Say you could put your entire income into paying off your house. That would make things quicker, right? To find out exactly how fast that might be, our researchers brought together data on home prices and annual incomes to determine housing affordability in the 50 most populous cities in Canada, the U.S. and Mexico. To measure affordability, we calculated the affordability ratio, also known as the median multiple, which is the median home sale price divided by the median annual family income (all amounts are expressed in U.S. dollars). Essentially, the higher this ratio is, the more time it takes to pay off your house, and the wider the affordability gap in the housing market.
Our study found that Vancouver is North America’s most unaffordable real estate market. With its insane affordability gap, Vancouver exceeds even notoriously inaccessible Manhattan, and all other North American markets. In fact, 32 out of the 50 locations we analyzed are considered seriously and severely unaffordable.
According to The International Housing Affordability Survey, here’s how housing affordability is rated:
Overview: Owning a Home in Vancouver is Less Affordable Than in Manhattan and San Francisco
With a median home sale price of $1,108,345 and a median family income of $63,944, Vancouver is the most unaffordable market in North America, more so than other expensive housing markets such as Manhattan and San Francisco. Its median multiple currently stands at 17.3. Although homes in San Francisco and Manhattan are more expensive than those in Vancouver, with median selling prices of $1,275,000 and $1,207,500, respectively, a lower median income is what makes Vancouver’s affordability index higher than that of the two U.S. cities.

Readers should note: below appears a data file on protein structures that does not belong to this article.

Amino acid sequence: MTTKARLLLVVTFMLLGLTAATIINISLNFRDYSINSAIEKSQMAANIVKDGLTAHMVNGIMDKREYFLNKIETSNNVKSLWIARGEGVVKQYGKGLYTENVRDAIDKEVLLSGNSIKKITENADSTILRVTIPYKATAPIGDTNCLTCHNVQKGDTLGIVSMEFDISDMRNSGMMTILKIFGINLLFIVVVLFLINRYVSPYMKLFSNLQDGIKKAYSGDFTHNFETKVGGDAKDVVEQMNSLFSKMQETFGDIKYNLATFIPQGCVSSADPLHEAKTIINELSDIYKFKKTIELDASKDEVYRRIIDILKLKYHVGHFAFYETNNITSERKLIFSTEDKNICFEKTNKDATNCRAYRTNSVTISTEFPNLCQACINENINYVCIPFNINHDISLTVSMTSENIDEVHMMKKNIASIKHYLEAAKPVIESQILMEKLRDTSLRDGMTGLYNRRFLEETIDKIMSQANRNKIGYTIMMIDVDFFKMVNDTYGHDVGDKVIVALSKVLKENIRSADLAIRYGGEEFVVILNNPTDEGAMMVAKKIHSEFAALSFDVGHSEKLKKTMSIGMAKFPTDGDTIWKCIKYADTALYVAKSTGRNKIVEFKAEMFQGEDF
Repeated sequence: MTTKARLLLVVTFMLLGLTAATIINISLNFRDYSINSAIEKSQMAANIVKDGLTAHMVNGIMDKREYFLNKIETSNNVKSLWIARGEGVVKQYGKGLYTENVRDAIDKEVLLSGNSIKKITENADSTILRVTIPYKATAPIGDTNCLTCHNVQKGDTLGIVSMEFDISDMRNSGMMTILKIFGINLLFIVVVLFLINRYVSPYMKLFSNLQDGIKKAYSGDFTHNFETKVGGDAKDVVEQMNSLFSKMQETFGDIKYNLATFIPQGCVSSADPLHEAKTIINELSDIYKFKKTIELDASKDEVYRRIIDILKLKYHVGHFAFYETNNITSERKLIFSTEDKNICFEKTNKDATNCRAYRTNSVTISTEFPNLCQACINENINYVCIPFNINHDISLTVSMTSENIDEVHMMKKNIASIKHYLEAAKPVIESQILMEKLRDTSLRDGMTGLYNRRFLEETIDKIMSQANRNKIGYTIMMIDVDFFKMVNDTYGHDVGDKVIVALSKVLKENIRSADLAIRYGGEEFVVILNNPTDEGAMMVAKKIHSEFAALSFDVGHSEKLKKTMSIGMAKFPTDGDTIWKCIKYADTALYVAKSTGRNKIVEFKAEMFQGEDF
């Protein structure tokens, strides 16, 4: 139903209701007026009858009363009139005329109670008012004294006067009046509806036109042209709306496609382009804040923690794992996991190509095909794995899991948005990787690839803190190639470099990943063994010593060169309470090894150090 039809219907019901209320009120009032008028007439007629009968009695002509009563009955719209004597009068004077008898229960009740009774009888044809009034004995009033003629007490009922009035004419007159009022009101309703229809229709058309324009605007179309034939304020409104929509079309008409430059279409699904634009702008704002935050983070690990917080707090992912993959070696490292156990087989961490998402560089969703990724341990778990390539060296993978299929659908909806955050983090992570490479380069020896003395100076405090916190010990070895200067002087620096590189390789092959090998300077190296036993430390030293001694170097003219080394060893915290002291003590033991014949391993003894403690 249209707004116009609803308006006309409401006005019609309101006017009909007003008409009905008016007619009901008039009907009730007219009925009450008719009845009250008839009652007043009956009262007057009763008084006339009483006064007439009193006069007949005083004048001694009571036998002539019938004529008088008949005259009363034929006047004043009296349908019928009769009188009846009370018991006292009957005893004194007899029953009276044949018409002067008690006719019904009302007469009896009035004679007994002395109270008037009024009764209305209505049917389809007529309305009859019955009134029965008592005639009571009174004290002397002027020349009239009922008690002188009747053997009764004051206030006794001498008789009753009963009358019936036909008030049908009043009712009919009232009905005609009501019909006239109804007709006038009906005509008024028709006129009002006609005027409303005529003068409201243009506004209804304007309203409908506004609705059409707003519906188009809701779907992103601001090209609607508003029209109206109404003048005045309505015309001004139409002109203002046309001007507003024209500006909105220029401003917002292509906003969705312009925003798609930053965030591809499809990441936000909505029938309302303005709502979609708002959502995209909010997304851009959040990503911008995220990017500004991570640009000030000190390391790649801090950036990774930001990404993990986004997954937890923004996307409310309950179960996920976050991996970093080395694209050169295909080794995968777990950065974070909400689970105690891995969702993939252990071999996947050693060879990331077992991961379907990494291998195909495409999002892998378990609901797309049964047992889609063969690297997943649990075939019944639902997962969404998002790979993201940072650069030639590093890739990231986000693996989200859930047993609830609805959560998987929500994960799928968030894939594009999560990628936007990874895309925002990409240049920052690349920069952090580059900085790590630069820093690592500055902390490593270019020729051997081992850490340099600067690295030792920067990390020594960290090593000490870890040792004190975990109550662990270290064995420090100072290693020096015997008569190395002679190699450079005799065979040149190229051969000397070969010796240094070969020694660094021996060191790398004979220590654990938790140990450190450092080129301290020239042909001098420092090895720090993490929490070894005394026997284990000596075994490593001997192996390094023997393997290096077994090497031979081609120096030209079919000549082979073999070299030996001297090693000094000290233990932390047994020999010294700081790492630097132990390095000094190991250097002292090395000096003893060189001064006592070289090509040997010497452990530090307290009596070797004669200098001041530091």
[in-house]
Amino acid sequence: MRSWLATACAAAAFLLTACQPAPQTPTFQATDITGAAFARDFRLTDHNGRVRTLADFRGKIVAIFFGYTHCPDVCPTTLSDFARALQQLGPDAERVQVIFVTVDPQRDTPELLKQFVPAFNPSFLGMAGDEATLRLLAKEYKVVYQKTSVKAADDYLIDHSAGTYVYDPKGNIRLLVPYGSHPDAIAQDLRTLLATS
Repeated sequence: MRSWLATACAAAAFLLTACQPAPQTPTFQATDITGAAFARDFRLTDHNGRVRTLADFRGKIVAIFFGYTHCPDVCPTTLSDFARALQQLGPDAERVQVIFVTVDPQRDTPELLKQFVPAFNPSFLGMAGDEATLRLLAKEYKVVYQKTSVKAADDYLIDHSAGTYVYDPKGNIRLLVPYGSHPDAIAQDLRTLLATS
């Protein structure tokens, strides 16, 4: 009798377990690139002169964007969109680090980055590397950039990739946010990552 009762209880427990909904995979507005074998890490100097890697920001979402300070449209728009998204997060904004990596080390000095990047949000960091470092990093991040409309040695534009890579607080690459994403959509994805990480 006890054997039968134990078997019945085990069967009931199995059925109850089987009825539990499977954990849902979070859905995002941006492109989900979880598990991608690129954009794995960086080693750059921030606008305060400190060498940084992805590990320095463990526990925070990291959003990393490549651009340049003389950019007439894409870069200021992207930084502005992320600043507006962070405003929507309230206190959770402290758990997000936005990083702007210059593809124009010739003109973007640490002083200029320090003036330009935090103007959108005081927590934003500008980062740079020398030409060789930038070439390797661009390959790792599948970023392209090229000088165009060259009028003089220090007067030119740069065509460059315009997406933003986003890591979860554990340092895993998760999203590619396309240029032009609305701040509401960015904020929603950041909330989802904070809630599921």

According to The New York Times the affordability crisis was fueled by foreign investments in the real estate sector. The median home sale price has escalated way above the median family income, turning Vancouver into one of the least affordable housing markets in the world.
This has put home ownership out of reach for many first-time buyers, pushing them out of the local market. To make matters worse, even many well-paid local professionals are finding it increasingly difficult to afford housing in their communities.
This worrisome trend isn’t isolated to Vancouver only. House prices in big cities that attract young professionals have risen way above what people could afford on a median income and Manhattan is no exception. While the median family income in Manhattan ($77,559) is considerably higher than the U.S. median ($56,516), it still can’t keep up with the current market asking price of $1,207,500, which is more than 4 times the median U.S. home sale price ($258,300). This has led to a severely unaffordable median multiple of 15.6, securing Manhattan’s position as the second most unaffordable housing market in North America.